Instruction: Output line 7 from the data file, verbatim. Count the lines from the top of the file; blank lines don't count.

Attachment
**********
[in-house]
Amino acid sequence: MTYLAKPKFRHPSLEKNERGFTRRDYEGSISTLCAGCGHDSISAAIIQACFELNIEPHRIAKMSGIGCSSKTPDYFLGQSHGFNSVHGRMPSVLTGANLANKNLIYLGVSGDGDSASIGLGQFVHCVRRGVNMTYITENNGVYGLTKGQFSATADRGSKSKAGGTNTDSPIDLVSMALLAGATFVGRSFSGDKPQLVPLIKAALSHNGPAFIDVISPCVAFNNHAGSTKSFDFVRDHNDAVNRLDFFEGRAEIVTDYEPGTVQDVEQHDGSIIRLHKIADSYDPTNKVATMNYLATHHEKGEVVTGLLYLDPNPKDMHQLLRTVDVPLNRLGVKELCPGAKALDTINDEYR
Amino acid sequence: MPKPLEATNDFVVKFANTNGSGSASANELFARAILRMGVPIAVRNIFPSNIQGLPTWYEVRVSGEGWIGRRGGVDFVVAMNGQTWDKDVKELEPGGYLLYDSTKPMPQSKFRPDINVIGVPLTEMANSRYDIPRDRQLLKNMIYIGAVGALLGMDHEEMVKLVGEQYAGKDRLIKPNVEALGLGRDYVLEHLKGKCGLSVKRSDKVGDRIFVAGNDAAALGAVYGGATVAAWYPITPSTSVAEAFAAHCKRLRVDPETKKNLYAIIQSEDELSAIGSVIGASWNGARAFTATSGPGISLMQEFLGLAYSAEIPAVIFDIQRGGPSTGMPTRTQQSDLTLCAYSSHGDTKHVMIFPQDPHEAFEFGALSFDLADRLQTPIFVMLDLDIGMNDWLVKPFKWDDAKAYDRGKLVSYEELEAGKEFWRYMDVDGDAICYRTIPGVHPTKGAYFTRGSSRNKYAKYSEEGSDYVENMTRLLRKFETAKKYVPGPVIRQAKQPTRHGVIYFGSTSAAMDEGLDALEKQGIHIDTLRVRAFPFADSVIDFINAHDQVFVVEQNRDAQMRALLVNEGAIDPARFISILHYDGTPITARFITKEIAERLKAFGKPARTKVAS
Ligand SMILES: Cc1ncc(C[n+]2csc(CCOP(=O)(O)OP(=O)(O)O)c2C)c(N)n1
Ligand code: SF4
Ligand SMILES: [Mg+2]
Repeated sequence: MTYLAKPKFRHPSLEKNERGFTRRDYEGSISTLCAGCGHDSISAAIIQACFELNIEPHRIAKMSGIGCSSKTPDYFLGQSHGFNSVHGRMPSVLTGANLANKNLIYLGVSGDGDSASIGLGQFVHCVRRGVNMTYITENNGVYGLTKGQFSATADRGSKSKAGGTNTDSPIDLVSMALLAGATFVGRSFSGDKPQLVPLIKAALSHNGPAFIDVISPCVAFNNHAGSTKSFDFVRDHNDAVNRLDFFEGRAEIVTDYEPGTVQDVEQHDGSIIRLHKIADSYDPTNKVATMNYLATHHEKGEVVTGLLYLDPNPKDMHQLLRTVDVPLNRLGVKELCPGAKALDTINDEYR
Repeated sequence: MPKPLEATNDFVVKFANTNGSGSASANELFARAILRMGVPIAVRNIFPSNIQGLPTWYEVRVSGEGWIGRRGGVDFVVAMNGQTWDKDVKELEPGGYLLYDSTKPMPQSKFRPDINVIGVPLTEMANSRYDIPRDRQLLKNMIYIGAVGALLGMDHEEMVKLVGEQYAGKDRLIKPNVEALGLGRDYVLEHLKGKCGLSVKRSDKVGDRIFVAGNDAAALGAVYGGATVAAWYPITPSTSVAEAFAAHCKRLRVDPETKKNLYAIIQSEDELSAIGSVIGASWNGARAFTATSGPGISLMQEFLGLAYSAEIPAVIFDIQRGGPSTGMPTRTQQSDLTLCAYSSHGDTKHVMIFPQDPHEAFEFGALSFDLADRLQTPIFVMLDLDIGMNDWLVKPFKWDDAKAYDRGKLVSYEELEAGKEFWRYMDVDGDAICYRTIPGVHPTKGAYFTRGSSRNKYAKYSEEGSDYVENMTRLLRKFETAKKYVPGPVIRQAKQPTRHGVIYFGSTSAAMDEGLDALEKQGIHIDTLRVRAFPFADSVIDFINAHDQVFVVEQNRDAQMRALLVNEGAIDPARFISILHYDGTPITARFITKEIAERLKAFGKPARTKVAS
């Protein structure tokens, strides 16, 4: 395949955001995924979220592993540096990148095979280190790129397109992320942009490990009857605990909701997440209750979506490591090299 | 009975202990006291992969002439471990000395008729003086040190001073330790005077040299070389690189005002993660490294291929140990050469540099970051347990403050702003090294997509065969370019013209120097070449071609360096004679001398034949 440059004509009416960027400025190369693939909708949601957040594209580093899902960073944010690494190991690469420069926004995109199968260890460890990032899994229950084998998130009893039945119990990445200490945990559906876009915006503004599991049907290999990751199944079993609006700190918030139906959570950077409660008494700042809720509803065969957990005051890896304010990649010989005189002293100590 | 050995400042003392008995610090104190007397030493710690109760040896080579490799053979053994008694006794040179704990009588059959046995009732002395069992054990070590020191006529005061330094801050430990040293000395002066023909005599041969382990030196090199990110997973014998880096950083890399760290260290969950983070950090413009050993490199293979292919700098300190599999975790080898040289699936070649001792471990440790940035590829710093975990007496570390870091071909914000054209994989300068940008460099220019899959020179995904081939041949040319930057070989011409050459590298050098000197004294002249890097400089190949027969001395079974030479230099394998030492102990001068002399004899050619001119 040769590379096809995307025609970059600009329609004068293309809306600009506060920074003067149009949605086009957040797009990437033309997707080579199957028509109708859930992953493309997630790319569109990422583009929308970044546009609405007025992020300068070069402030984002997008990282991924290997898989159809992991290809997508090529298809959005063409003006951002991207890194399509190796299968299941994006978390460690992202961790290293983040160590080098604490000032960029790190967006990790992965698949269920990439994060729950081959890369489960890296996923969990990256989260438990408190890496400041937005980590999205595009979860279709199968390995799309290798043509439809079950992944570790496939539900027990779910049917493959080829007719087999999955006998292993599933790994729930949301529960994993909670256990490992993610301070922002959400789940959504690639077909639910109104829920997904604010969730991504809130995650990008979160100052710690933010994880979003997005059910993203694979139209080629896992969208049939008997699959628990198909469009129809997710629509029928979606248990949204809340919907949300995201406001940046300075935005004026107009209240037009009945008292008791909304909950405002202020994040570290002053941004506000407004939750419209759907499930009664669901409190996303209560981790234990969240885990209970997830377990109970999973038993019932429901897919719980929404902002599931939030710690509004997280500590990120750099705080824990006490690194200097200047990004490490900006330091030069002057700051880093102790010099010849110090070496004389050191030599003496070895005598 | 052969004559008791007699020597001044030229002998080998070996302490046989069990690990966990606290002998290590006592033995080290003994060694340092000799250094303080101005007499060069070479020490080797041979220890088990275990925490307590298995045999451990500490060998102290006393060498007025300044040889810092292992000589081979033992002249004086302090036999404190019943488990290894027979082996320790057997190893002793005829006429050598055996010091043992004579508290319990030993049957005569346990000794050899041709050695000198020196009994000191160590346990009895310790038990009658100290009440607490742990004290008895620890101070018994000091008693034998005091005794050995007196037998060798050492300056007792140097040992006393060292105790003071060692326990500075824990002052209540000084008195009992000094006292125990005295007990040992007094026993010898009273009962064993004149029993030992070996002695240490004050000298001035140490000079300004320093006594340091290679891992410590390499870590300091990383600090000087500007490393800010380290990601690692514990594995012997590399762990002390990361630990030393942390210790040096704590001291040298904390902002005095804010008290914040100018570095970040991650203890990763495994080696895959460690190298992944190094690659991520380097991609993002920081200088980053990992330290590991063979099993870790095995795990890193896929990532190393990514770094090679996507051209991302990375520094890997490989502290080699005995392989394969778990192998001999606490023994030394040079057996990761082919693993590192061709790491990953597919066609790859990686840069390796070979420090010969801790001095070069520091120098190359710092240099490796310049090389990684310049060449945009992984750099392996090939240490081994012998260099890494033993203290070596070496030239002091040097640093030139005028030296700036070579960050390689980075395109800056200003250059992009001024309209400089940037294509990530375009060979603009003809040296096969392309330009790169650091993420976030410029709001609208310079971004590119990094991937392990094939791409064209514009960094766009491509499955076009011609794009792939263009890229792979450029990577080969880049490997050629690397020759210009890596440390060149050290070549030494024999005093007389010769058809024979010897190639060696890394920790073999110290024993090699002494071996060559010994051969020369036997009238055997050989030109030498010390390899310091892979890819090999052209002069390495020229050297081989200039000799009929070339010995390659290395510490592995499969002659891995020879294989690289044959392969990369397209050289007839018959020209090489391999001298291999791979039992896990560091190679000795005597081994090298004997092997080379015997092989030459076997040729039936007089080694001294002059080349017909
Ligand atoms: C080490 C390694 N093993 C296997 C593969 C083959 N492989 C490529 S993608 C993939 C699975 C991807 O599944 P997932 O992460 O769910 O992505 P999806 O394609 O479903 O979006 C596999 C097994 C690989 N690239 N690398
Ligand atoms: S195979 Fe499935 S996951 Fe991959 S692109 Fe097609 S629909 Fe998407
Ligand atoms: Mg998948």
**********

Repeated sequence: MTYLAKPKFRHPSLEKNERGFTRRDYEGSISTLCAGCGHDSISAAIIQACFELNIEPHRIAKMSGIGCSSKTPDYFLGQSHGFNSVHGRMPSVLTGANLANKNLIYLGVSGDGDSASIGLGQFVHCVRRGVNMTYITENNGVYGLTKGQFSATADRGSKSKAGGTNTDSPIDLVSMALLAGATFVGRSFSGDKPQLVPLIKAALSHNGPAFIDVISPCVAFNNHAGSTKSFDFVRDHNDAVNRLDFFEGRAEIVTDYEPGTVQDVEQHDGSIIRLHKIADSYDPTNKVATMNYLATHHEKGEVVTGLLYLDPNPKDMHQLLRTVDVPLNRLGVKELCPGAKALDTINDEYR